These assumptions highlight prejudice that we all carry with us, which is why it’s so important to develop bias literacy—an understanding of the unconscious, internalized, and structural bias that shapes day-to-day life, including ideas about ourselves and others. The question isn’t whether we have prejudice (we do), but how we can work to unlearn prejudicial judgments. How can we learn to see and experience the world differently? How can we short-circuit unjust assumptions? How can we undo the problems associated with assumed epistemic excess and deficit?

Whose Alarm Is Listened to, When, and Why?

Getting back to alarms, epistemic injustice helps to explain why some people’s voices are listened for and trusted over others. Some people—by virtue of being positioned with privilege, power, and epistemic excess—already have a louder volume, are already pitched for reception, and are already placed in homes or other places where their alarms can be heard.

In contrast, other people—again, by virtue of being positioned within inequitable and oppressive systems that perpetuate epistemic deficit—aren’t being heard. Their alarms are already called into questioned, assumed to be unreliable, or perceived as mis-programmed. They are already “presumed incompetent.” It doesn’t even matter what the alarm conveys; it’s already facing disbelief and distrust.

To counter epistemic injustice, we must ask ourselves often: Whose voices are we listening to? Who are we trusting? And why? In the case of raising alarms, we must similarly ask about who we choose to trust and who we don’t.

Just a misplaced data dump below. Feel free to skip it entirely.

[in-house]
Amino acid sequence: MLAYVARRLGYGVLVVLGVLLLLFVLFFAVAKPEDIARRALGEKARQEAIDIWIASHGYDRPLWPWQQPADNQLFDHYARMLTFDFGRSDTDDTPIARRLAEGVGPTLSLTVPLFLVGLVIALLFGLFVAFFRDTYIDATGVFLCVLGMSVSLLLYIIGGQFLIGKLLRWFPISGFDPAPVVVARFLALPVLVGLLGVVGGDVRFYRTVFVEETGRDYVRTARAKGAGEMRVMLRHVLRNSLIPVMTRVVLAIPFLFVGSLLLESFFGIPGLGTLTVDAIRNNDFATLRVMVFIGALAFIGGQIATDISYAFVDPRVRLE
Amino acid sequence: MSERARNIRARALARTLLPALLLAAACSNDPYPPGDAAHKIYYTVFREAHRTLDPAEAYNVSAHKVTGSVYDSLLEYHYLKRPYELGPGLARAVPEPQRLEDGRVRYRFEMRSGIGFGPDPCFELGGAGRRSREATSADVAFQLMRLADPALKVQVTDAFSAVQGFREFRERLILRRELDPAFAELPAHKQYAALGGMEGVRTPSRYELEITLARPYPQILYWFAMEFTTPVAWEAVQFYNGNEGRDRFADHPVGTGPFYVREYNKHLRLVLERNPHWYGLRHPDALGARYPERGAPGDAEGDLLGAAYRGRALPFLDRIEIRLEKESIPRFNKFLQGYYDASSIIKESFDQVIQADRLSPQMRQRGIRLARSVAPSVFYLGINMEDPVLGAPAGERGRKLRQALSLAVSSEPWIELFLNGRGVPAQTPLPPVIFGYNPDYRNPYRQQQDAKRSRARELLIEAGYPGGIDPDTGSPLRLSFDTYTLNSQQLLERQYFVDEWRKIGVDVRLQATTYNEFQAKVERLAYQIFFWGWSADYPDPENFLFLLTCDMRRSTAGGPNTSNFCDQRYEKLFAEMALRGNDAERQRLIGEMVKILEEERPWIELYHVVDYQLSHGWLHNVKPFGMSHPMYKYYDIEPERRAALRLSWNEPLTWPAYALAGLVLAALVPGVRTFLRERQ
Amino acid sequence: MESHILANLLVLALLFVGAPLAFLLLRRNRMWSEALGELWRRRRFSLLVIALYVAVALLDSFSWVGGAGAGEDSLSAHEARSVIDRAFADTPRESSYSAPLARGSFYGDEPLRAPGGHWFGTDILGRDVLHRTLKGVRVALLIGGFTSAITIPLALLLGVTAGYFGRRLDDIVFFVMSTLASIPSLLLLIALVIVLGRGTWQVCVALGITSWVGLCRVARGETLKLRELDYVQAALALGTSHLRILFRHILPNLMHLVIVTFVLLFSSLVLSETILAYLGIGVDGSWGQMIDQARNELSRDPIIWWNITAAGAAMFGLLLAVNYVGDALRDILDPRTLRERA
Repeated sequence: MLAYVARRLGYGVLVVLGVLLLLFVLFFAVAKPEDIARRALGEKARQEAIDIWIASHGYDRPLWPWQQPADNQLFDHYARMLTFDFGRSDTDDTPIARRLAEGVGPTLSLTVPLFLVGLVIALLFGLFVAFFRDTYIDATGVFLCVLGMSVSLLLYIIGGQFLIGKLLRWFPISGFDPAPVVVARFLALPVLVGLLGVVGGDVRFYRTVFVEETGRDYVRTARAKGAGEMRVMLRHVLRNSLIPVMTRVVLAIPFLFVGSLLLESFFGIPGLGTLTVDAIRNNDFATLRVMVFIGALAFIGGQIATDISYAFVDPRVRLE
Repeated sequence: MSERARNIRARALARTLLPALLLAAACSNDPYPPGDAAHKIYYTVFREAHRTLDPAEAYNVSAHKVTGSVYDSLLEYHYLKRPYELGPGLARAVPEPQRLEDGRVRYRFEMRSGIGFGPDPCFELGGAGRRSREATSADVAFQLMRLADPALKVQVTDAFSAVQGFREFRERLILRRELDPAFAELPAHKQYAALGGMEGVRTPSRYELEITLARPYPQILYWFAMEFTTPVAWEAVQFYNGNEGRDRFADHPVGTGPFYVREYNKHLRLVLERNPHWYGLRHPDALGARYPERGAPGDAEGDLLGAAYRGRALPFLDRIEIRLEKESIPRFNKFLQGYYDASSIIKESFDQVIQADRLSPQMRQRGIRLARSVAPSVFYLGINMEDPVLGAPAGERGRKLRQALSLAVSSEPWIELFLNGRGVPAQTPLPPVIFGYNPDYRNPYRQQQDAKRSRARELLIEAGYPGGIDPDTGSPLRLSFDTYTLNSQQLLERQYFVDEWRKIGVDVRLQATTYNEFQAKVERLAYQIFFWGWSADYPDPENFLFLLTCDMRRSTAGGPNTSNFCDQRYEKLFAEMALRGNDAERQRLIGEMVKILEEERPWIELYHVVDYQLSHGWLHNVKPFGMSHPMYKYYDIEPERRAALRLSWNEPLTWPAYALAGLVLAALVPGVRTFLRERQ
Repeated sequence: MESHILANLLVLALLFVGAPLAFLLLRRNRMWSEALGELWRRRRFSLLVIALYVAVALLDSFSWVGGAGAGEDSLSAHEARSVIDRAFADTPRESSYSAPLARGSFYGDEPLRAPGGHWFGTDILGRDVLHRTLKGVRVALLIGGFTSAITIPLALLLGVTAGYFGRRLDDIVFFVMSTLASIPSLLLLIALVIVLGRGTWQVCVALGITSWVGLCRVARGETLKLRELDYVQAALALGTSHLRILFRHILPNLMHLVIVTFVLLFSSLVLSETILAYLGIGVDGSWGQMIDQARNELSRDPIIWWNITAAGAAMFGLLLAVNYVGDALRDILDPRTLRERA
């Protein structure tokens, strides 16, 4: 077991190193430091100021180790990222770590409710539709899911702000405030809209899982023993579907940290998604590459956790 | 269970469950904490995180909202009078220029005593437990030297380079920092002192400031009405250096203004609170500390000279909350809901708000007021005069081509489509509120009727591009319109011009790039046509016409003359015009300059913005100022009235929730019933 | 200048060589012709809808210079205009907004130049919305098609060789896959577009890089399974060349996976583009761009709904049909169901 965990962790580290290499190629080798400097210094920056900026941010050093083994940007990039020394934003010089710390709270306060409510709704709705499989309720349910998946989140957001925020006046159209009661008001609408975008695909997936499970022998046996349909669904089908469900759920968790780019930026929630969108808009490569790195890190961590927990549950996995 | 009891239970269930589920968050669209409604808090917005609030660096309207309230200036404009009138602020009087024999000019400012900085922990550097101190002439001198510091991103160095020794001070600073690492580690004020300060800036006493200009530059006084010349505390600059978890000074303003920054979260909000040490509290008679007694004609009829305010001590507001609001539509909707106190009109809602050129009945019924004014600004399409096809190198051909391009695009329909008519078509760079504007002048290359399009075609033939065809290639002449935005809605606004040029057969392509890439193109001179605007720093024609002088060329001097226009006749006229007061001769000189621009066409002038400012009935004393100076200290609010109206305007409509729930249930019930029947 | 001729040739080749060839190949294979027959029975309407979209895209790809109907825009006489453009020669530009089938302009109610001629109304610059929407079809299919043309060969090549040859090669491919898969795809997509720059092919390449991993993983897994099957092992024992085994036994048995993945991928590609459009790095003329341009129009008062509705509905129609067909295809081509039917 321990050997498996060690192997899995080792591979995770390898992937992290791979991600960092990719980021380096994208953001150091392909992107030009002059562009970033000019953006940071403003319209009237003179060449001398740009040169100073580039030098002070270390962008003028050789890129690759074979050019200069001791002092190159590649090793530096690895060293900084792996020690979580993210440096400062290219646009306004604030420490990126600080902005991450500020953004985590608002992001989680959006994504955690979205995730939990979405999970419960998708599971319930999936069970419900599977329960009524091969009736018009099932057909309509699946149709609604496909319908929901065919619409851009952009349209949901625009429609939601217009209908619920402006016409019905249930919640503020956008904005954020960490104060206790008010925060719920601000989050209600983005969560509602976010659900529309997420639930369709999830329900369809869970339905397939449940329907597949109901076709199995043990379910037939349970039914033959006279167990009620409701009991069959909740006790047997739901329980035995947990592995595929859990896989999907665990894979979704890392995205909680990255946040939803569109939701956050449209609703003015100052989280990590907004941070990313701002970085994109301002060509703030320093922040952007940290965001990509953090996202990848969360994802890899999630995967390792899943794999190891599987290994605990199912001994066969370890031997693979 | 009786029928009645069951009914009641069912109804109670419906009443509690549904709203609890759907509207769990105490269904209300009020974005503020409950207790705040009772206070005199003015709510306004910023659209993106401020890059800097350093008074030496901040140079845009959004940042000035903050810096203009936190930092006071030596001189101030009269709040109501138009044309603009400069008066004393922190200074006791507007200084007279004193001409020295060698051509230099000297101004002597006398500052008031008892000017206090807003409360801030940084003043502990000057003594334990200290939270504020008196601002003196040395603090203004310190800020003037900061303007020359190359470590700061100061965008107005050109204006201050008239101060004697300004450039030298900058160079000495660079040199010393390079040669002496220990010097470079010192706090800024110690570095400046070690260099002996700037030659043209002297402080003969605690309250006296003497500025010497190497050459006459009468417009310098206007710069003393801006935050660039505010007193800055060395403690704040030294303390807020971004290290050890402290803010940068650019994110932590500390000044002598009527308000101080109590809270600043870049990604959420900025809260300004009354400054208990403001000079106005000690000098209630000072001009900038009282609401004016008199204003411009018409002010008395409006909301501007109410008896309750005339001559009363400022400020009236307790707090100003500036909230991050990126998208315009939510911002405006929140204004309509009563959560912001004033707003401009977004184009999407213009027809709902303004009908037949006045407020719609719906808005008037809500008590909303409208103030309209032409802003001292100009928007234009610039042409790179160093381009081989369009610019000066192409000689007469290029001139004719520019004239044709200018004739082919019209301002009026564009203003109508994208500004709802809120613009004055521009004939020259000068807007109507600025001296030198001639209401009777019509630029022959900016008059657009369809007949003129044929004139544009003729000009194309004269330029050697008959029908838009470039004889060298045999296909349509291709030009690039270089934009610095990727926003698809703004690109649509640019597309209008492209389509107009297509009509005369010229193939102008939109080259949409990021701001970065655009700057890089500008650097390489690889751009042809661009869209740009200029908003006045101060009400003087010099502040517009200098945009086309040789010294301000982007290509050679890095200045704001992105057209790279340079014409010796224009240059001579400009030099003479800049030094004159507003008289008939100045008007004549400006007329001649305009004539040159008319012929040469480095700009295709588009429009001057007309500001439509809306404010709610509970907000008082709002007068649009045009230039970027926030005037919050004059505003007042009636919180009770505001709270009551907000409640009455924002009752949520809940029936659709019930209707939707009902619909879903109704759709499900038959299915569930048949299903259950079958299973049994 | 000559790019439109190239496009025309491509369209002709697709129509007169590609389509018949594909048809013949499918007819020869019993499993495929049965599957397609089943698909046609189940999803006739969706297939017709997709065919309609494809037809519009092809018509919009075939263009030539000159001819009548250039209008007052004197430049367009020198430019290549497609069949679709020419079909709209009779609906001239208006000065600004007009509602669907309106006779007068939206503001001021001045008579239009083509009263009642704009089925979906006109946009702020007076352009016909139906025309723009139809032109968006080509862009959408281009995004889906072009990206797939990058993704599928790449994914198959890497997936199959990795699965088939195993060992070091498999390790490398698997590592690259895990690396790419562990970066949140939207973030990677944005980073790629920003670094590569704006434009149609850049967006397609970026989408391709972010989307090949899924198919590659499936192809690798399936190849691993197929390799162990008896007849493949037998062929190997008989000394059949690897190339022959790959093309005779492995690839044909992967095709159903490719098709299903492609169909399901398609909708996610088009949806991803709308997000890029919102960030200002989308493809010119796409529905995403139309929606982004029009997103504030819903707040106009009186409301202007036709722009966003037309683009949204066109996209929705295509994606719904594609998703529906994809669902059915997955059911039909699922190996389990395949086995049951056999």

Those who are best positioned to raise the alarm—people of color, indigenous people, and other marginalized peoples—are saying these are urgent, desperate times. “The earth is in crisis.” “Shit’s going down, and it’s going down now.” “They’re killing us. Our lives don’t matter.” Or, in Shaun King’s words: “If you’re waiting for an emergency, this is it.”

Certainly, the inability to hear the alarm can be deeply emotional—like the desire to remain in a warm bed, blissfully asleep, snoozing the morning’s alarm, and not yet “woke.” It can also be about conditioning—about cautions against raising alarms too often or too soon, or else face the creditability loss of “the boy who cried wolf.” And, undeniably, it can operate unconsciously without awareness of the prejudice, racism, and perpetuation of injustice associated with unearned epistemic excess/deficit. Acknowledging these emotional and unintentional dimensions of the problem softens my heart, as I see my own complicity as a white woman with varied privileges and prejudices. I soften my heart as I see how deeply mired in the muck we all are.

With a soft heart and a lot of love, I affirm: Yes, it’s time to be alarmed.

2017-07-28 21.21.07

A Final Note